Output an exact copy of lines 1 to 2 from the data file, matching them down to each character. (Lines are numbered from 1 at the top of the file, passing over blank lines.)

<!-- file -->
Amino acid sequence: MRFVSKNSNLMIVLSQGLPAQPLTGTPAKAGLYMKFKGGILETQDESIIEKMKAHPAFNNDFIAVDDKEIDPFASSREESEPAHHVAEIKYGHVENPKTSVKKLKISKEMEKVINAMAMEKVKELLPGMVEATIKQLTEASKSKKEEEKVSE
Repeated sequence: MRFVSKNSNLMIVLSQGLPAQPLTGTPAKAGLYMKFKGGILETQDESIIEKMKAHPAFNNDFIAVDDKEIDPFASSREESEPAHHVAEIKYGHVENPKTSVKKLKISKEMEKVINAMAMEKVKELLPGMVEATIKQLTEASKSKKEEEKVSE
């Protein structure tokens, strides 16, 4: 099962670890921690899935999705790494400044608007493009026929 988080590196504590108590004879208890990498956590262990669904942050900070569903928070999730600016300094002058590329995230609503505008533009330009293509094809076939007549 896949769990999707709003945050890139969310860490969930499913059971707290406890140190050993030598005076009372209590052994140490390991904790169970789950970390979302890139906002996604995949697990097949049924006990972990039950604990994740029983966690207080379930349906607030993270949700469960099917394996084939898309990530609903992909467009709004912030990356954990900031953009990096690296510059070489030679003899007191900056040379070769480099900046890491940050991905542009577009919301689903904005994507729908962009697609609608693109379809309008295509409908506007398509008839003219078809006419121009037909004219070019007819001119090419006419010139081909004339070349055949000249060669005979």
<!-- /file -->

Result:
Amino acid sequence: MRFVSKNSNLMIVLSQGLPAQPLTGTPAKAGLYMKFKGGILETQDESIIEKMKAHPAFNNDFIAVDDKEIDPFASSREESEPAHHVAEIKYGHVENPKTSVKKLKISKEMEKVINAMAMEKVKELLPGMVEATIKQLTEASKSKKEEEKVSE
Repeated sequence: MRFVSKNSNLMIVLSQGLPAQPLTGTPAKAGLYMKFKGGILETQDESIIEKMKAHPAFNNDFIAVDDKEIDPFASSREESEPAHHVAEIKYGHVENPKTSVKKLKISKEMEKVINAMAMEKVKELLPGMVEATIKQLTEASKSKKEEEKVSE